“Have to take the dog for a walk!” I shout out. Leash in hand, dog giving me a wonderful excuse, I nearly leap off the front stoop and race toward the wooded path just a few yards away. The leaves are beginning to turn, so I’m surrounded by mostly green hues tinged with yellows, a sudden brilliant red, an aggressive spray of orange. My spirits lift, and I think alone at last, glory be.
But at the next step, I hear a tingling sound, like chimes, and as I follow the path, crunchy with fallen yellow birch leaves, the chiming becomes louder, more insistent.
Darn. My goal is to get away from civilization. What’s this? The dog’s ears perk up excitedly, and he drags me forward, even though I’d rather find another path.
Suddenly, we walk into a clearing where a small thatched-roof cottage sits unperturbed and peaceful. A curl of smoke rises from the chimney, and a glorious symphonic sound wafts from the open door. I step away, not wanting to disturb the occupant, but the dog races toward the door so excitedly that the leash pulls away from my hand. He has crashed the party, so to speak.
His tail disappears from the front entryway into the cottage. Mortified, I step up closer, my nose twitching at the delightful smell of freshly baked butterscotch muffins. My favorite! How strange. I raise my hand to knock on the open door, but a voice, strong yet husky and strangely familiar, shouts out, “Come in, Pam. Come in.”
Prickles of surprise course up my spine into my scalp. I hear nothing from the dog. My stomach gurgles in hope, and my foot moves forward, despite my reservations.
I enter a room so cozy and soothing I want to sink into the nearest chair and stay forever. The space is filled with a few comfortable high-pillowed chairs and a loveseat covered in blue-flowered upholstery. The wood floor is covered with a soft blue chenille area rug. Red pillows and soft cashmere throws add a colorful accent to the inviting room, infused with light from three, large-paned windows.
A figure stands in the far doorway that leads to the kitchen. I can’t identify her at first, she is bathed in afternoon light from the stained glass window that graces the top of the front door. But she moves slightly, and I gasp.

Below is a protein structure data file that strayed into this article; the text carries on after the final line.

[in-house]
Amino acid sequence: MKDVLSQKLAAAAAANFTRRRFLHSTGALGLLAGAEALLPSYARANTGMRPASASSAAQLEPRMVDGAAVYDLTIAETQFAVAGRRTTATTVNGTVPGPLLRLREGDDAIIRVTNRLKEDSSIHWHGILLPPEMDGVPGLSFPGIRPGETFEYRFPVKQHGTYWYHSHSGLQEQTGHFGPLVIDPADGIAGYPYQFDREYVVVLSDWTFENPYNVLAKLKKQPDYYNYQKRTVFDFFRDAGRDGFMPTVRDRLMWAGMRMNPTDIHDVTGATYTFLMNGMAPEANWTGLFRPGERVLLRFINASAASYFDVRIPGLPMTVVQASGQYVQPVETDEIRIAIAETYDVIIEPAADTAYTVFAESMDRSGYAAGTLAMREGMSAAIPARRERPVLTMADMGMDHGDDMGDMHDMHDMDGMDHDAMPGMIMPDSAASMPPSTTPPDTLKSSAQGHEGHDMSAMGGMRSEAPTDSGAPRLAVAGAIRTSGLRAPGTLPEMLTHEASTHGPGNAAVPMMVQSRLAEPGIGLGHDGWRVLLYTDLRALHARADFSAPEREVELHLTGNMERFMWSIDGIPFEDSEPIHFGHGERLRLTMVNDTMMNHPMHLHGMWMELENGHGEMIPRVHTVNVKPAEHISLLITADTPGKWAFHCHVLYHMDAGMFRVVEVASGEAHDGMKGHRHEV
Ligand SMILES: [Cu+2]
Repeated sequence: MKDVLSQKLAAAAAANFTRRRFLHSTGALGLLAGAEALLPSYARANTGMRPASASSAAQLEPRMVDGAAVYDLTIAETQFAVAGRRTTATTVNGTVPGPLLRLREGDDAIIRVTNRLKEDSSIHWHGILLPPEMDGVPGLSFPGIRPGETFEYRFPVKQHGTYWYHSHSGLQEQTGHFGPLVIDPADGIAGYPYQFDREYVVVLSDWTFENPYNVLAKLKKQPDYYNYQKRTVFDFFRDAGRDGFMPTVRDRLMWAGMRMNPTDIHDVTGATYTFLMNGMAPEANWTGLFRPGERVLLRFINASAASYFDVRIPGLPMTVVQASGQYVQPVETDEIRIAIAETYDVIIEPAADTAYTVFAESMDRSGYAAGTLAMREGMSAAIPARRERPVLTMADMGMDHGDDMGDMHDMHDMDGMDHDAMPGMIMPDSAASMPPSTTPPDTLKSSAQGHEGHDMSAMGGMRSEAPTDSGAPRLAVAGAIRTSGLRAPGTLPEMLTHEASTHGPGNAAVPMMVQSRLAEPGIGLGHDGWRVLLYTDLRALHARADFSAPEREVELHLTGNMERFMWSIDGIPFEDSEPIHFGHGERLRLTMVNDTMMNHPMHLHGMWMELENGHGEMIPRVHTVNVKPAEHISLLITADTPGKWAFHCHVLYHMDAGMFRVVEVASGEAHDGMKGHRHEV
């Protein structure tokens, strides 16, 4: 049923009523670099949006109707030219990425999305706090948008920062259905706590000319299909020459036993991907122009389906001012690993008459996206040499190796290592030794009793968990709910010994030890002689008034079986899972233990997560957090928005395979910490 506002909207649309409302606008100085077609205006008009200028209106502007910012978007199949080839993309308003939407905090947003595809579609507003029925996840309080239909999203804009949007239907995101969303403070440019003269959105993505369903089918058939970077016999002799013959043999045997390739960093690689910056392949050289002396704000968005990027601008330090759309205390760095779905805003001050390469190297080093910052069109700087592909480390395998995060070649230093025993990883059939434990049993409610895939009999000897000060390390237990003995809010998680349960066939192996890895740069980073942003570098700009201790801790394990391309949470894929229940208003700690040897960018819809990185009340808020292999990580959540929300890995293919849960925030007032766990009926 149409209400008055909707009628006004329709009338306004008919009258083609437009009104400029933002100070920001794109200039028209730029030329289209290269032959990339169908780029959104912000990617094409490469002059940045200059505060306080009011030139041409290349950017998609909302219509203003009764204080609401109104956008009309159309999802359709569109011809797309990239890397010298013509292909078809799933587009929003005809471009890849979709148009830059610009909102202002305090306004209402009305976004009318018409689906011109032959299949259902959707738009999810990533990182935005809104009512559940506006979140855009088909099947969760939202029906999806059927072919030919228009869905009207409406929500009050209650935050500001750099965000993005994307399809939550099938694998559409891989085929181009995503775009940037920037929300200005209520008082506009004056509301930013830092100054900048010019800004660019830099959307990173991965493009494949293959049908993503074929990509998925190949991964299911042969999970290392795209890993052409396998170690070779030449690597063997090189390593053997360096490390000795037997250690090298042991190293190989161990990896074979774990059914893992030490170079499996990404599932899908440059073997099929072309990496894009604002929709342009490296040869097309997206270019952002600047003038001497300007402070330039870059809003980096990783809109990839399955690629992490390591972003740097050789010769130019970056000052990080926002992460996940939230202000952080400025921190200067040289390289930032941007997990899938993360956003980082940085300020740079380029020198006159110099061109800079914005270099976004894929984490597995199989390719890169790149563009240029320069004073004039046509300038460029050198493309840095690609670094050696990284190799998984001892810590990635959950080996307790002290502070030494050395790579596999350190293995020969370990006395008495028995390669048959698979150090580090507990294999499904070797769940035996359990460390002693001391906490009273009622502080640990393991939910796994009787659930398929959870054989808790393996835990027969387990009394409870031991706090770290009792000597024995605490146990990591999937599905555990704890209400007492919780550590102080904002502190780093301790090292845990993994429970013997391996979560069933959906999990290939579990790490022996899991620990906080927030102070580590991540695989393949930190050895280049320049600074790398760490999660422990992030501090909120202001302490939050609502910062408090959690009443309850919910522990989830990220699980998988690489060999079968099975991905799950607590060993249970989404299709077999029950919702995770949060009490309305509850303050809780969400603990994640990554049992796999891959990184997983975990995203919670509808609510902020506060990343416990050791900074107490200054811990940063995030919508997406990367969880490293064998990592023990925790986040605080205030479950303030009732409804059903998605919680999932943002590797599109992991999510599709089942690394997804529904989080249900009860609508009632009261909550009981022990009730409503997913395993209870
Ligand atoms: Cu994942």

“Amazing, isn’t it?” she says lightly.
I stare at the image of myself, standing as still as a statue while I regain my bearings. She is tall, 5 feet 7, with wavy blonde hair dotted with graying streaks. Her gray green eyes are strong and direct, her full mouth pressed upward in a gentle smile.
It can’t be.
She is exactly what I look like. She moves her head back and forth, as if to discourage me from trying to understand this phenomenon, and then she points toward one of the chairs.
“Have a seat. Let me tell you a story about life, and how little we know of what and who we really are.”
I bolt out of that door faster than a rabbit released from a trap. Even while running, I ask myself, what am I so afraid of? Learning the truth? Or discovering that life has many divergent truths?
Either way, I’m a coward.
Ten minutes later, exhausted and out of breath, I stop. What have I done? I turn around, looking for the dog. He hasn’t followed me. He’s back there, at the cottage. I retrace my steps quickly, heart beating faster than I’ve ever allowed it to. My head spins with a thousand thoughts but only one question. Why did I run?
When I reach the spot, it is only a clearing with some low-hanging underbrush. No cottage. No smells of warm butterscotch muffins. No woman, and no dog.
I have lost my chance at discovery.
“Urf!” My dog is back, leashless, but smiling widely.
I agree with him. We have many solitary walks ahead of us, searching for that path to the answers.